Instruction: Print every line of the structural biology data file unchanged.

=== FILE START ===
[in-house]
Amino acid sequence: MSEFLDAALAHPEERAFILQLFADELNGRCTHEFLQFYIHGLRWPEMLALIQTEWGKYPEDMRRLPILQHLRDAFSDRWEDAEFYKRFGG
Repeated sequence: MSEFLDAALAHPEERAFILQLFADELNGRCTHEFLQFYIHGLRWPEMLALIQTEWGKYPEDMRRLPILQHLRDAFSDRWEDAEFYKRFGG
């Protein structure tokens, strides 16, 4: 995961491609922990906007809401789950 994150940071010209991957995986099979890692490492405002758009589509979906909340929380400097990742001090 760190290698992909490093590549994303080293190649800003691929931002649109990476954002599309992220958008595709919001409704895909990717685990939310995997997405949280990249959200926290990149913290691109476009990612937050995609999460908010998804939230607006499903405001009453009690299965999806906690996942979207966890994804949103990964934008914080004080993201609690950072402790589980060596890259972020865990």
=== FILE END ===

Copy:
[in-house]
Amino acid sequence: MSEFLDAALAHPEERAFILQLFADELNGRCTHEFLQFYIHGLRWPEMLALIQTEWGKYPEDMRRLPILQHLRDAFSDRWEDAEFYKRFGG
Repeated sequence: MSEFLDAALAHPEERAFILQLFADELNGRCTHEFLQFYIHGLRWPEMLALIQTEWGKYPEDMRRLPILQHLRDAFSDRWEDAEFYKRFGG
């Protein structure tokens, strides 16, 4: 995961491609922990906007809401789950 994150940071010209991957995986099979890692490492405002758009589509979906909340929380400097990742001090 760190290698992909490093590549994303080293190649800003691929931002649109990476954002599309992220958008595709919001409704895909990717685990939310995997997405949280990249959200926290990149913290691109476009990612937050995609999460908010998804939230607006499903405001009453009690299965999806906690996942979207966890994804949103990964934008914080004080993201609690950072402790589980060596890259972020865990």